by Su-ming Khoo
The ongoing global Covid-19 pandemic places a magnifying glass on many issues of local and global fairness and justice that have been ignored and under-emphasised. The world-wide outbreak, the public health measures to contain it, and the resulting socioeconomic disruption call for greater attention to be paid to the inequities and injustices that have been hiding in plain sight. The problems of under-emphasis and apparent lack of knowledge about who is really suffering maps directly onto trajectories traced in critical development studies.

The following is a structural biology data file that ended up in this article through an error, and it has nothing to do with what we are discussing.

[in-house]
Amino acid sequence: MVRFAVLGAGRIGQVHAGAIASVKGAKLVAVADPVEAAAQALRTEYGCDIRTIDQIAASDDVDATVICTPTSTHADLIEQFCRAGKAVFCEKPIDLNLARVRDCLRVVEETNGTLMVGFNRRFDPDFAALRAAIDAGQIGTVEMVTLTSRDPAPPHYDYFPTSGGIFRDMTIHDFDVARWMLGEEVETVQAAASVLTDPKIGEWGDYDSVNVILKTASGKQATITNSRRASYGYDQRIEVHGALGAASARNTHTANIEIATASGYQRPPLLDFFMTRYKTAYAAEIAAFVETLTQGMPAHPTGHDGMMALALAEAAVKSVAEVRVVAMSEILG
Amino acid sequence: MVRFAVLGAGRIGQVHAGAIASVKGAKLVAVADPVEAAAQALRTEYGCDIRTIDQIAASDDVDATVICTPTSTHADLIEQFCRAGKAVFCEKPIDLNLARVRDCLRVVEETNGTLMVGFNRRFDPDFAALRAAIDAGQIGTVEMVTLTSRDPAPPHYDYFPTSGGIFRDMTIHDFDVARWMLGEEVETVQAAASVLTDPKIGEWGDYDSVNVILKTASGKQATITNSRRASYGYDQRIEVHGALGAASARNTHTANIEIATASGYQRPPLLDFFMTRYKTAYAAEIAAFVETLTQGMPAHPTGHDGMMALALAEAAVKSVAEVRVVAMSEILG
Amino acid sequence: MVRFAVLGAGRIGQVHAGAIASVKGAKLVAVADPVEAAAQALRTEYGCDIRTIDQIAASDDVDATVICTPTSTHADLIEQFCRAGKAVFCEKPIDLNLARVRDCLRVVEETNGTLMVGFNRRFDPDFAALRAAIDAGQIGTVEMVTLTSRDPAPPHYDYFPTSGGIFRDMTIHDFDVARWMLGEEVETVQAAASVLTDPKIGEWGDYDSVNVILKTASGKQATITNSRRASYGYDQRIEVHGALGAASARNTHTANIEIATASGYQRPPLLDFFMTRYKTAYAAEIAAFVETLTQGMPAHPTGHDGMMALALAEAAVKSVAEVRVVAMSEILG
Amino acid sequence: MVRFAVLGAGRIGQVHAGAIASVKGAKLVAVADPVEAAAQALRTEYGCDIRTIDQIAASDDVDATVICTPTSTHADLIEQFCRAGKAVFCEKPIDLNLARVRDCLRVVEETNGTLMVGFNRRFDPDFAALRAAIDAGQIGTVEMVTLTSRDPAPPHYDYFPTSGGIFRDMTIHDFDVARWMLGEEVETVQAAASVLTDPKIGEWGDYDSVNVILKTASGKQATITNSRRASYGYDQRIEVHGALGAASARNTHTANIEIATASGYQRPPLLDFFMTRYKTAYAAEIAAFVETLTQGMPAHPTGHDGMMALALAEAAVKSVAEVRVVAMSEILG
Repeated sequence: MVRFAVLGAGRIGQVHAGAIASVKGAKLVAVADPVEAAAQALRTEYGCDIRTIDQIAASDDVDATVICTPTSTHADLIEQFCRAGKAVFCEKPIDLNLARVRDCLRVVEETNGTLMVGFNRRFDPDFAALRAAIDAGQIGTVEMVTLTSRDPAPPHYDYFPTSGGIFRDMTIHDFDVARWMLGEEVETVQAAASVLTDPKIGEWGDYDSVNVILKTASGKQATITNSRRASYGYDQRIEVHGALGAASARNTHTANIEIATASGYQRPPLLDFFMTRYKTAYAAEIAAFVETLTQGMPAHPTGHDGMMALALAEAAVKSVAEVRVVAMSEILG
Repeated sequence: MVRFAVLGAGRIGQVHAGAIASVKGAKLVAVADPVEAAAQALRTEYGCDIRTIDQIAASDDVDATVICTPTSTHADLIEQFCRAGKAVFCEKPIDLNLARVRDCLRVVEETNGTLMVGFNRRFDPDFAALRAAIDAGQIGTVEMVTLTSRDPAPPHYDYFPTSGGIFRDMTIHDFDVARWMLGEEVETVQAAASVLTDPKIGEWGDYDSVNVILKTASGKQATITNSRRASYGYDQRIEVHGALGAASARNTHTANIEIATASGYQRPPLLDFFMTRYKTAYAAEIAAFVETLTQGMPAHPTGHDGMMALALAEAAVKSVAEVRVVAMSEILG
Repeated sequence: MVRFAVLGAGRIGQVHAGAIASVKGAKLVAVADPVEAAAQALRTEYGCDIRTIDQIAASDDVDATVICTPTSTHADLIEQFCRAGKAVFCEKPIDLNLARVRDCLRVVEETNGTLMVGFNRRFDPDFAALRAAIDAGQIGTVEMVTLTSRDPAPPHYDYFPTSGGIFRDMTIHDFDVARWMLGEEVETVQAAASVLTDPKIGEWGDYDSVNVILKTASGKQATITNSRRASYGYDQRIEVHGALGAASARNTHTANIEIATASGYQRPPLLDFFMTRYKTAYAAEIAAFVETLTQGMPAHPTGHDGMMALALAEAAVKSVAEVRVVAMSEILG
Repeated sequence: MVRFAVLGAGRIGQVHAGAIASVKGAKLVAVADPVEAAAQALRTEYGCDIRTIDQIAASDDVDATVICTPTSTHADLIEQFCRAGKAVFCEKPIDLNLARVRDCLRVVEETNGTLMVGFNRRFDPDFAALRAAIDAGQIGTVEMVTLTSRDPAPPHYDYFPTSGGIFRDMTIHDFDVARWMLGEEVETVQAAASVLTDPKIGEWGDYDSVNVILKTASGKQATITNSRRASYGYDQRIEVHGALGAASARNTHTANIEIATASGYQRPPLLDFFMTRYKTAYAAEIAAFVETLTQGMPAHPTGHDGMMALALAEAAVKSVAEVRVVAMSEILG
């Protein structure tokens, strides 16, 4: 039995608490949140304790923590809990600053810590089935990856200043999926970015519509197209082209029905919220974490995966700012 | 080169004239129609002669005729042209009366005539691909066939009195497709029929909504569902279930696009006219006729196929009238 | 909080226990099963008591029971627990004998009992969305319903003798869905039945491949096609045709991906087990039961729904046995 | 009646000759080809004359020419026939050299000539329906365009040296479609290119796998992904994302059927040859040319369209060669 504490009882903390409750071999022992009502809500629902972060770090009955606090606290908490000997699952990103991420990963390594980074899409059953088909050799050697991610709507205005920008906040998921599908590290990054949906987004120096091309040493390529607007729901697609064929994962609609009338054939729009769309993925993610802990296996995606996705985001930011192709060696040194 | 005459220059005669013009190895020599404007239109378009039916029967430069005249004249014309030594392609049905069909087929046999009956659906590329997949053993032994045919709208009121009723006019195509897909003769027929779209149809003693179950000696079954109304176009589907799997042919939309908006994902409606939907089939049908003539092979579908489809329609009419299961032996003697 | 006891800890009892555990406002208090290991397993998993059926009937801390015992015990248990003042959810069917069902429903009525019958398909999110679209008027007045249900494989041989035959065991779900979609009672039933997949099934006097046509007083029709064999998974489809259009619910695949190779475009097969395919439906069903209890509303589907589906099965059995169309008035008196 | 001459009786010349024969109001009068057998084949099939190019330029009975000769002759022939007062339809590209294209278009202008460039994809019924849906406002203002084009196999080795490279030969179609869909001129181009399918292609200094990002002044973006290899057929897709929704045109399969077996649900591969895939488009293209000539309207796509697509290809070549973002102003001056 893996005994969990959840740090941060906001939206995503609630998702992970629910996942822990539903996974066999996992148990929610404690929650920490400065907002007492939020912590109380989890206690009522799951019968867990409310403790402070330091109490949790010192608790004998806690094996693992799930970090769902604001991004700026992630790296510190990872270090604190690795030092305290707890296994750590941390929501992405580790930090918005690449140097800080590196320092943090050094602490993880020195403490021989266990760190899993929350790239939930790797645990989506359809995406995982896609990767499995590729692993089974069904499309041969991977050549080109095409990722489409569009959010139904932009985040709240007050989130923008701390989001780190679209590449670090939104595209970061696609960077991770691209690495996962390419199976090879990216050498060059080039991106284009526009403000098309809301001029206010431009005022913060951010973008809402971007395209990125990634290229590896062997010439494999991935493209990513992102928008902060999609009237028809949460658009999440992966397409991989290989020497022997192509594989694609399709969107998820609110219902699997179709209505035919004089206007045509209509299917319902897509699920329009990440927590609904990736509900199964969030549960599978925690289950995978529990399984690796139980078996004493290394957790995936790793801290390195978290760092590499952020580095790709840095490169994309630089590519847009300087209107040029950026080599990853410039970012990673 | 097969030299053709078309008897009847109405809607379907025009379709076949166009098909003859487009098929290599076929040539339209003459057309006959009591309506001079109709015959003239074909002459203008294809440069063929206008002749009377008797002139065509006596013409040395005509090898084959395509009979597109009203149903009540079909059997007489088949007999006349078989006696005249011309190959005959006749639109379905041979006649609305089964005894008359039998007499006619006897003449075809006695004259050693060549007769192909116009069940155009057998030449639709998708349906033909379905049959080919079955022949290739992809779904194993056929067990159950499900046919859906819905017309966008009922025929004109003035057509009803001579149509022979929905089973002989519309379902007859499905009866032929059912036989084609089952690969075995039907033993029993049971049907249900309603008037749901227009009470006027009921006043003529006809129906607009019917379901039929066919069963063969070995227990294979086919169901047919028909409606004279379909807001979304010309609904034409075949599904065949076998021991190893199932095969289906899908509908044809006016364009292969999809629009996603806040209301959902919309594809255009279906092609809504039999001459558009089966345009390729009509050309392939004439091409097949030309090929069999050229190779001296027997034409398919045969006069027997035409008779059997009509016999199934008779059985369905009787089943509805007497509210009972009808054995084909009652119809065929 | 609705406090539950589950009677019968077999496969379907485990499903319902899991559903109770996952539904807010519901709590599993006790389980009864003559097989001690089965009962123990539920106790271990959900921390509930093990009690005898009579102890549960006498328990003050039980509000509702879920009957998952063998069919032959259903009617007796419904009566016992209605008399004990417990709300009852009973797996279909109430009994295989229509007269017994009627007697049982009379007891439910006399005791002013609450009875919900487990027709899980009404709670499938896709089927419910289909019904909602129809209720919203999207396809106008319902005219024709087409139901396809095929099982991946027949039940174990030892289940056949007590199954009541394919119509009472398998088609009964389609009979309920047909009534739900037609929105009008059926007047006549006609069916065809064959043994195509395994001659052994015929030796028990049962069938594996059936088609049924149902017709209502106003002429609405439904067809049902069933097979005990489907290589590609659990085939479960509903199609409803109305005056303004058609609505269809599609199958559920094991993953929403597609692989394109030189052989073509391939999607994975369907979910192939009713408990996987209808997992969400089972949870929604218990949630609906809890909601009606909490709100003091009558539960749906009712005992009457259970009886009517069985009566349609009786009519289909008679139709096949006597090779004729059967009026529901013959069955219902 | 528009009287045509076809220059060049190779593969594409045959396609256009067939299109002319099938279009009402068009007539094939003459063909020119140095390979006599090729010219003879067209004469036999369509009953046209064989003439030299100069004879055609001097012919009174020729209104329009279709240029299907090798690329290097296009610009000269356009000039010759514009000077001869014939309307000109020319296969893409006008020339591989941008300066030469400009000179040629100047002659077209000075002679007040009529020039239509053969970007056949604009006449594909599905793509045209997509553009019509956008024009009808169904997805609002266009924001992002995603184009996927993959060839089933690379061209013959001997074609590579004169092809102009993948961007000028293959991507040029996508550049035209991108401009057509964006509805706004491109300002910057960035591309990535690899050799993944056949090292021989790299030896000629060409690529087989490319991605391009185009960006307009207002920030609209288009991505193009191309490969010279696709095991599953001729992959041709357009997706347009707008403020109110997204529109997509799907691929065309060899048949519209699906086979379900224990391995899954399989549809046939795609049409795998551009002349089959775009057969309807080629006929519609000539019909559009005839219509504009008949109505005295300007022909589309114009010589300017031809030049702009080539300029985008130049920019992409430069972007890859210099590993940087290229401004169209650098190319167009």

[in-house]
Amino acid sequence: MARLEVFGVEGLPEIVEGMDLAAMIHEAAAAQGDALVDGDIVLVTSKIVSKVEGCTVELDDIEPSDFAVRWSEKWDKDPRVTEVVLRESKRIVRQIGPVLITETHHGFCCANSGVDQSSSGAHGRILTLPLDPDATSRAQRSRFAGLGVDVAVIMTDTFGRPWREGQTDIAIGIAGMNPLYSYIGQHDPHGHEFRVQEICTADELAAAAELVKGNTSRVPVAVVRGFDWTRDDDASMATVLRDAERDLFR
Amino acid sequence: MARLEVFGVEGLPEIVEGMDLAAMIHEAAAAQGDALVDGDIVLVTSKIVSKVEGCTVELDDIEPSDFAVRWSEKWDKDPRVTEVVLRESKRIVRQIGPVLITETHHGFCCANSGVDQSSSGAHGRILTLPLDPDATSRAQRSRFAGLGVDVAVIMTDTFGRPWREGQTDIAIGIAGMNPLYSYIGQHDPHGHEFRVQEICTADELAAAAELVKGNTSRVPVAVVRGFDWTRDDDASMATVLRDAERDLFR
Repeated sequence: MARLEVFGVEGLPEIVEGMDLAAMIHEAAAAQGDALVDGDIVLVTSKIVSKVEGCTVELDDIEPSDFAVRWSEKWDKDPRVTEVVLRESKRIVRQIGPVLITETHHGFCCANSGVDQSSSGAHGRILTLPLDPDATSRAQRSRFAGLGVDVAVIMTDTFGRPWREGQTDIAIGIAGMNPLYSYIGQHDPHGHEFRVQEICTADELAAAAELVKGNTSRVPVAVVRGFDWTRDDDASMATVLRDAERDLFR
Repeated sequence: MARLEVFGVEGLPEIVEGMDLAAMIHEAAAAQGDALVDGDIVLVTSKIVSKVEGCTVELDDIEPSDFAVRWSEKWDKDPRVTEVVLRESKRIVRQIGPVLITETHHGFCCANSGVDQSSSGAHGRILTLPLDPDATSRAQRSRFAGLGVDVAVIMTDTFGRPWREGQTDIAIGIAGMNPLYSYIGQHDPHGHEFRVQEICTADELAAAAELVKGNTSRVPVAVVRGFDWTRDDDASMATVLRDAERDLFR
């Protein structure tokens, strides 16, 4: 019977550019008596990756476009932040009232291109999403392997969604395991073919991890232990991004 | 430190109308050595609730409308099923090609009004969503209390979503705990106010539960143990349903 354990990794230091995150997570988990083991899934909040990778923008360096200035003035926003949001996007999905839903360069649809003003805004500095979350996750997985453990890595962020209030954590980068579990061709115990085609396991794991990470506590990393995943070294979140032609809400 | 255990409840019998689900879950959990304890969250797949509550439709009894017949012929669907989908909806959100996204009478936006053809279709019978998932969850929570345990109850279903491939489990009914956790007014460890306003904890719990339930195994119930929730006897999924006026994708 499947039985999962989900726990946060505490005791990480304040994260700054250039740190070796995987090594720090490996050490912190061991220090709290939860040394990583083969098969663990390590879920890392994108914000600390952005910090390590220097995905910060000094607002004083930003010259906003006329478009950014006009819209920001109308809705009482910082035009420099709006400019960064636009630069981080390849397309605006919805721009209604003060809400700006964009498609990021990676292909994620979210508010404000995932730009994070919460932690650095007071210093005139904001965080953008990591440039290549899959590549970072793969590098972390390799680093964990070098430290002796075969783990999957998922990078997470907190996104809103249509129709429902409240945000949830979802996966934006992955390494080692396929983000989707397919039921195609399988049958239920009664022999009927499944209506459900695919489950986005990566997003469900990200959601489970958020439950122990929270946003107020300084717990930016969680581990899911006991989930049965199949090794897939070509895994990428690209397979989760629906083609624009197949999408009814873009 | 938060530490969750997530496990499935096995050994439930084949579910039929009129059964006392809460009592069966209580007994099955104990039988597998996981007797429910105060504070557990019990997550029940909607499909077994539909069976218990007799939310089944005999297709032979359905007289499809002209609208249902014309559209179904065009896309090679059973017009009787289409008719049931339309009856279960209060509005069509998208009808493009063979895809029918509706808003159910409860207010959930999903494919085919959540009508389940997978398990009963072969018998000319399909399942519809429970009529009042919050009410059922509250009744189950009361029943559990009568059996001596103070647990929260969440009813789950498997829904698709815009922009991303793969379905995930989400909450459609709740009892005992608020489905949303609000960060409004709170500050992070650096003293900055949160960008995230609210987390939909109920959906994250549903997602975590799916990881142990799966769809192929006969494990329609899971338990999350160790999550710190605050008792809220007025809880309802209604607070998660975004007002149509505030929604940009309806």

From its very beginnings, critical development studies has been concerned with the question of what is the right referent object – ‘the economy’ or ‘the people’ and how to deal with the differential exclusions and inclusions in whatever definition is used to signify ‘the people’. The choice of referents now hangs heavily over governments. Governments that have been too slow to impose lockdowns or too hasty in relaxing restrictions are open to accusations of callousness and playing roulette with the public’s lives. There is a questioning of utilitarian morality in relation to whether restrictions should relaxed, and whether the tradeoff between economic recovery and disease exposure amounts to something amounting to social eugenics. Questions of fairness and justice are arising from every corner.